Thresholds: Reflecting on faith, transformation, and countering racism amid COVID-19

Author: Emma Wright


Editor’s note: Emma Wright is a volunteer program coordinator at the Al Amana Centre in Oman (which hosted the Ansari Institute’s recent spring break student trip) through the Episcopal Young Adult Service Corps. She is seeking ordination to the priesthood in the Episcopal Diocese of Virginia and will return to the US to begin seminary at Yale Divinity School this fall. 

On Wednesday, April 1, I woke up to the news that Muttrah had been identified as the epicenter of COVID-19 in Oman and would accordingly be isolated from the rest of the country until further notice. The souq had already been closed, but now all shops and restaurants would be closed except the pharmacy, Muttrah Health Centre, and a few of the shops selling food. Police stood at every intersection and patrolled in cars to enforce the instructions to wear masks and stay home unless absolutely necessary. Overnight, the once bustling city of Muttrah fell silent.

Thankfully, I am an introvert, so my experience of being isolated at Al Amana Centre in Muttrah was not as bad as it could have been. However, time grew slow; days turned to weeks; weeks turned to months. Peaceful solitude became anxious isolation. This once rejuvenating retreat became a suffocating confinement.

I spent 75 days trapped in Muttrah before the lockdown was finally lifted. If you’re having a hard time imagining how long 75 days is, it included my 25th birthday, Easter, Mother’s Day, Pentecost, the entirety of Ramadan and Eid. I had a fever and was too sick to leave my bed for 17 days. I finished 10 books, learned to do a handstand, tried desperately to focus on my work and Arabic studies (often failing to do so), and cried every single day. Black Lives Matter protests captivated national and international headlines, and I watched the police tear-gas and shoot my friends with rubber bullets on Facebook Live. I cried harder. And then I stopped because a white woman crying about racial injustice doesn’t solve anything. And I began a period of focused internal work against racism. My isolation became a liminal space of sorts; a private threshold in which I could explore my own mind and all its dark corners.

Through reading books, watching documentaries, and meeting weekly on Zoom with my family to discuss racism, I am working to understand the racial injustices I never learned about in school. And I am paying more attention not only to how I view race in America but also in Oman. During my 75 days in Muttrah, I did not see another white person. Every time I set foot outside my house people watched and stared; I had lost the privilege of anonymity. And yet, despite being the extreme minority, I still possess unearned power because of my race.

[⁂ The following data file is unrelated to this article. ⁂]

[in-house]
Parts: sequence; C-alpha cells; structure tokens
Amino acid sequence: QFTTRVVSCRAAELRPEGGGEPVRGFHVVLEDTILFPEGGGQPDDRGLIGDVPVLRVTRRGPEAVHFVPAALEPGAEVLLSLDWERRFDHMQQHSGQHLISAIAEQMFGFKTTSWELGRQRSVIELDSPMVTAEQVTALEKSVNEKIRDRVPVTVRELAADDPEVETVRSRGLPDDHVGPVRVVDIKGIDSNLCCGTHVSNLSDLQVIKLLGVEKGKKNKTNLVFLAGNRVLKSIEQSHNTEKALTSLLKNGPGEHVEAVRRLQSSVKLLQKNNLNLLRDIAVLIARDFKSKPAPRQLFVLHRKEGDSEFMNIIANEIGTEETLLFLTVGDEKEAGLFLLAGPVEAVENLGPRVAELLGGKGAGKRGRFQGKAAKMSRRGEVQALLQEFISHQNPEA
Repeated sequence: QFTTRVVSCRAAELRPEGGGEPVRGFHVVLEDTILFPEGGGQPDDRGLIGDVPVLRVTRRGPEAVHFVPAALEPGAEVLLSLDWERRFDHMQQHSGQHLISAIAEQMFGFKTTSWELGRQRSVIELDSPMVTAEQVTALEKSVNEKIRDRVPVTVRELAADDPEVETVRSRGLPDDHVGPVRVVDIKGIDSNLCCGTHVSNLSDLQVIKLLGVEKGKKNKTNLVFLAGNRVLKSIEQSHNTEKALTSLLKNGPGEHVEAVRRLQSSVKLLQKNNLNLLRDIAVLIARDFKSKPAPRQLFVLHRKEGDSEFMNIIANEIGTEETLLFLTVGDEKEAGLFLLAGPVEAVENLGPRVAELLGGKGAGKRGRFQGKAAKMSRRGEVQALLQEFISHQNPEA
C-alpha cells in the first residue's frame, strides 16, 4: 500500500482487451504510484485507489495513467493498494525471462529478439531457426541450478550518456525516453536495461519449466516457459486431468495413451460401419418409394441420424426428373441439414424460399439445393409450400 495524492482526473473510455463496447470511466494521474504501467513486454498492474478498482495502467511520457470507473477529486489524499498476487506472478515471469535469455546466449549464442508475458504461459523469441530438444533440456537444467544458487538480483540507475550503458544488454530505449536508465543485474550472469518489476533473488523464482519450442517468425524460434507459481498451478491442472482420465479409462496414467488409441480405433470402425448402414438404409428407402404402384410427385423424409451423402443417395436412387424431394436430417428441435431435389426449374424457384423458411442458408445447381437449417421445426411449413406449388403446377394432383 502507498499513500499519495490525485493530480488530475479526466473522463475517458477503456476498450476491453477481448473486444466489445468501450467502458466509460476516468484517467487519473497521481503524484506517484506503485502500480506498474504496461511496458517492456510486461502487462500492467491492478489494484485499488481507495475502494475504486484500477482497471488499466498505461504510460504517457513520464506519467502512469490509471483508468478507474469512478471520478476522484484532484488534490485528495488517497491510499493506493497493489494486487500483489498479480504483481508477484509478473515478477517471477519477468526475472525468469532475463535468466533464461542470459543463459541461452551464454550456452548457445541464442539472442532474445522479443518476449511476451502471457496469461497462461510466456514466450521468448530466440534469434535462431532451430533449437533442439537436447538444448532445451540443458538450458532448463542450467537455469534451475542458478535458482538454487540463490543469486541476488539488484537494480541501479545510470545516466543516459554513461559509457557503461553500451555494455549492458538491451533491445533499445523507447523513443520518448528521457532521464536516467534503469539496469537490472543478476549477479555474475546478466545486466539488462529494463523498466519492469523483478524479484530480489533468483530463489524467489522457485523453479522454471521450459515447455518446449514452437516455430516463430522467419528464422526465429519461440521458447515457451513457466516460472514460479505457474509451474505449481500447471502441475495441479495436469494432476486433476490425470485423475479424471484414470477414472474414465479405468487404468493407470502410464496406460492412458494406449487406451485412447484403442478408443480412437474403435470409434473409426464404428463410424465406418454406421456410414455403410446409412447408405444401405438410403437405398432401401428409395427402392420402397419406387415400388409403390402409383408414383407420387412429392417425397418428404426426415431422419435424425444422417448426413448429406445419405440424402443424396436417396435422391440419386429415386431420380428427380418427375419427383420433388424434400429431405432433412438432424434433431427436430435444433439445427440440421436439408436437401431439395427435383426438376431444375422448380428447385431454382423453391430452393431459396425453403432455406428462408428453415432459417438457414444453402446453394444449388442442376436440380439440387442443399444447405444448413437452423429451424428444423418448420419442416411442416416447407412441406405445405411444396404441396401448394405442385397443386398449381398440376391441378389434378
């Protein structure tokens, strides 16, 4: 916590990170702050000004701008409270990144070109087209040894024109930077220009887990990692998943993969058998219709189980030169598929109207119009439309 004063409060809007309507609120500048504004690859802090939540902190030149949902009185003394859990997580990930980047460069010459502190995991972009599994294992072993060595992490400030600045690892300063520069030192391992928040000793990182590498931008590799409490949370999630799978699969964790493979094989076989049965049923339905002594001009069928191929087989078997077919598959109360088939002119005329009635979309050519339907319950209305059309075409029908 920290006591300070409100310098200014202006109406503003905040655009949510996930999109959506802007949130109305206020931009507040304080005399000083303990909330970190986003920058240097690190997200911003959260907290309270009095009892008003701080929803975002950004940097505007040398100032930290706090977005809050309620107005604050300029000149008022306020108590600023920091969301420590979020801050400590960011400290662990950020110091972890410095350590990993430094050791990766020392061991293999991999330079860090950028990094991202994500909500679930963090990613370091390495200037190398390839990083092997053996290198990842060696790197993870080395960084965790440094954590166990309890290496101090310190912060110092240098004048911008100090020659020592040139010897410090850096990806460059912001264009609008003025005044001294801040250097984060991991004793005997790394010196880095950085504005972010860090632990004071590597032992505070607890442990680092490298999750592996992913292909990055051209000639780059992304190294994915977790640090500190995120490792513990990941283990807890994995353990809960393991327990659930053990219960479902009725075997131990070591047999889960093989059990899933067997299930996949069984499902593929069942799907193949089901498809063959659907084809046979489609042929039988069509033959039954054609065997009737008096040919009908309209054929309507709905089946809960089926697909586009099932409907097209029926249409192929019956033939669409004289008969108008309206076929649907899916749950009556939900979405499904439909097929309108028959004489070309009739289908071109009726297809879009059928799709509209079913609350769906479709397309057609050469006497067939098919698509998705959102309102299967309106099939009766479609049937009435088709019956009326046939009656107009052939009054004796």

In Oman, my light skin color, my English language, and my American passport give me absurd privilege compared to other migrant workers. On the first day of the Muttrah lockdown, I was able to talk my way through the police boundary to go to Lulu’s Hypermarket but Asok, the Al Amana Centre driver who is Indian, was immediately turned away. The protests in America were written about daily in Omani newspapers, and they have sparked new discussions for me with my Omani friends about racism.

I believe the US, and indeed the world, are in a season of transformation right now. An American friend said, “This all feels like the apocalypse.” And in fact, the word apocalypse comes from the Greek apokaluptein, meaning to uncover or reveal, so in a sense, yes, something deeper is being revealed, especially for white Americans who might be seeing the expansive racial injustices of our nation for the first time. For me, as a Christian and soon-to-be seminarian, racism is not a political or social issue—it is a God issue. And anti-racism is a daily spiritual practice. Antiracism is also a tool for strengthening interfaith relationships. The conversations I’m having with my Omani friends about countering racism as people of faith has not only deepened our mutual trust but expanded my understandings of Islam, Christianity, and God.

When the streets of Muttrah were finally unblocked, I leapt across the threshold with joy and relief. I am exceedingly thankful for the freedom to shop at grocery stores, order takeout, drive along the coast, exercise outdoors, and visit friends in person. But one of the strange phenomena of liminal spaces is that even when others perceive you to be the same, you, by definition, emerge changed. I do not feel like the same woman who woke up to the Muttrah lockdown on April 1. I feel changed. A professor once told me, “Transformation happens when we are not in control.” So perhaps I have the lockdown to thank for thrusting me into a liminal space of self-critique and discovery. Perhaps all of us who are facing uncertainty or mourning a previous way of life will discover that we are, in fact, standing on the edge of a new threshold, an opportunity for transformation.

Originally published in the Al Amana Centre’s summer 2020 newsletter